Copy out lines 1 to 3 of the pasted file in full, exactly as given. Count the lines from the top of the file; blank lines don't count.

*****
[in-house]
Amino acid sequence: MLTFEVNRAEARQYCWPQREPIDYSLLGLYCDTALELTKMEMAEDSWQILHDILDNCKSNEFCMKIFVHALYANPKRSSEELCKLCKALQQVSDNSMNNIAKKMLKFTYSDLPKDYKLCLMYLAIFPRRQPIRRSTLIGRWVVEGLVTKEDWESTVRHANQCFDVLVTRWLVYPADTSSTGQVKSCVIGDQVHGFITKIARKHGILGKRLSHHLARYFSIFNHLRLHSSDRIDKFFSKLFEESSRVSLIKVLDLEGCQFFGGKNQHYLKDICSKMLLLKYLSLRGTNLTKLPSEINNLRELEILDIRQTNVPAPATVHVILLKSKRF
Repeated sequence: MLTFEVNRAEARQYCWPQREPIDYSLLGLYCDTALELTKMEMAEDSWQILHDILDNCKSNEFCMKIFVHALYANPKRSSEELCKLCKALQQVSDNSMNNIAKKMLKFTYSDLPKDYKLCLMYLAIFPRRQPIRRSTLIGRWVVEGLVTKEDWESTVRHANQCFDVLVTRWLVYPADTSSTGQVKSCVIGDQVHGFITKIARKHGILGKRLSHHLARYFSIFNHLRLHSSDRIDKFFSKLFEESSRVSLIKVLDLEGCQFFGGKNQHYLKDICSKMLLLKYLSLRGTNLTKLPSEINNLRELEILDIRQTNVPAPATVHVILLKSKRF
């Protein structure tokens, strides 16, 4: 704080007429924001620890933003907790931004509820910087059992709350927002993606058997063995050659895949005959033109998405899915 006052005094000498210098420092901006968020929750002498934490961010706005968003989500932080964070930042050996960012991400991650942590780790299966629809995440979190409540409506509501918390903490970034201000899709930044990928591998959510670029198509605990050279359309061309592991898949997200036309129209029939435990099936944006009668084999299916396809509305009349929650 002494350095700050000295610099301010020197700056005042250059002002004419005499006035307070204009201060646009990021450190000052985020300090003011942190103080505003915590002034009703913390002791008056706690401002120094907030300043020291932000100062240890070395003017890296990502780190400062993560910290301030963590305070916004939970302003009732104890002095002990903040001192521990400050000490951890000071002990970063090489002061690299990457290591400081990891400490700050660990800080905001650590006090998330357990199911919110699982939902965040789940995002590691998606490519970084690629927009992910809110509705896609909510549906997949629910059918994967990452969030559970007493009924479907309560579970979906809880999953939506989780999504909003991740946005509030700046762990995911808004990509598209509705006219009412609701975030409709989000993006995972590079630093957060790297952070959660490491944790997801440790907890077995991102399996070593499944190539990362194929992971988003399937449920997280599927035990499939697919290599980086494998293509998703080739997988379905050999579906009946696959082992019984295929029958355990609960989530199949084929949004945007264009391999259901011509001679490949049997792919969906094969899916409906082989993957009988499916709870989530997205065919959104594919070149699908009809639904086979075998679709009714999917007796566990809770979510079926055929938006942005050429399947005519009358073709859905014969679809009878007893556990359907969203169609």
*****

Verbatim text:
[in-house]
Amino acid sequence: MLTFEVNRAEARQYCWPQREPIDYSLLGLYCDTALELTKMEMAEDSWQILHDILDNCKSNEFCMKIFVHALYANPKRSSEELCKLCKALQQVSDNSMNNIAKKMLKFTYSDLPKDYKLCLMYLAIFPRRQPIRRSTLIGRWVVEGLVTKEDWESTVRHANQCFDVLVTRWLVYPADTSSTGQVKSCVIGDQVHGFITKIARKHGILGKRLSHHLARYFSIFNHLRLHSSDRIDKFFSKLFEESSRVSLIKVLDLEGCQFFGGKNQHYLKDICSKMLLLKYLSLRGTNLTKLPSEINNLRELEILDIRQTNVPAPATVHVILLKSKRF
Repeated sequence: MLTFEVNRAEARQYCWPQREPIDYSLLGLYCDTALELTKMEMAEDSWQILHDILDNCKSNEFCMKIFVHALYANPKRSSEELCKLCKALQQVSDNSMNNIAKKMLKFTYSDLPKDYKLCLMYLAIFPRRQPIRRSTLIGRWVVEGLVTKEDWESTVRHANQCFDVLVTRWLVYPADTSSTGQVKSCVIGDQVHGFITKIARKHGILGKRLSHHLARYFSIFNHLRLHSSDRIDKFFSKLFEESSRVSLIKVLDLEGCQFFGGKNQHYLKDICSKMLLLKYLSLRGTNLTKLPSEINNLRELEILDIRQTNVPAPATVHVILLKSKRF